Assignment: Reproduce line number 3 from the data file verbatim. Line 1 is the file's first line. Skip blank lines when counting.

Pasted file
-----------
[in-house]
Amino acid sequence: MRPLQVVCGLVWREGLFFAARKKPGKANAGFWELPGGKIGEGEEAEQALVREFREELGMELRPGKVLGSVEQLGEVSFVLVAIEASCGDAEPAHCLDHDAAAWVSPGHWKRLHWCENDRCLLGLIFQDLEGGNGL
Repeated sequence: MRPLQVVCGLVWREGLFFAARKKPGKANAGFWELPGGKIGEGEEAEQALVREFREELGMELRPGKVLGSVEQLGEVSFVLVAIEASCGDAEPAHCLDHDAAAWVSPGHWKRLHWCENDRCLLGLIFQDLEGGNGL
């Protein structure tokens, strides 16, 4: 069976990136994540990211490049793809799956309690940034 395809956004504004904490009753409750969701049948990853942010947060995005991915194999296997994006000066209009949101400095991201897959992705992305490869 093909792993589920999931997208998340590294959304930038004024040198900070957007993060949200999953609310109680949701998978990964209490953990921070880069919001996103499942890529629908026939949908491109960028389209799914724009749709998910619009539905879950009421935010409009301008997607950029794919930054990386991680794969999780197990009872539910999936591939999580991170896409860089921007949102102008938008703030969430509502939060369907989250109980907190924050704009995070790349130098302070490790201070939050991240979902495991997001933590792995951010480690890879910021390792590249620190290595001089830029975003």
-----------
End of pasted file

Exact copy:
Repeated sequence: MRPLQVVCGLVWREGLFFAARKKPGKANAGFWELPGGKIGEGEEAEQALVREFREELGMELRPGKVLGSVEQLGEVSFVLVAIEASCGDAEPAHCLDHDAAAWVSPGHWKRLHWCENDRCLLGLIFQDLEGGNGL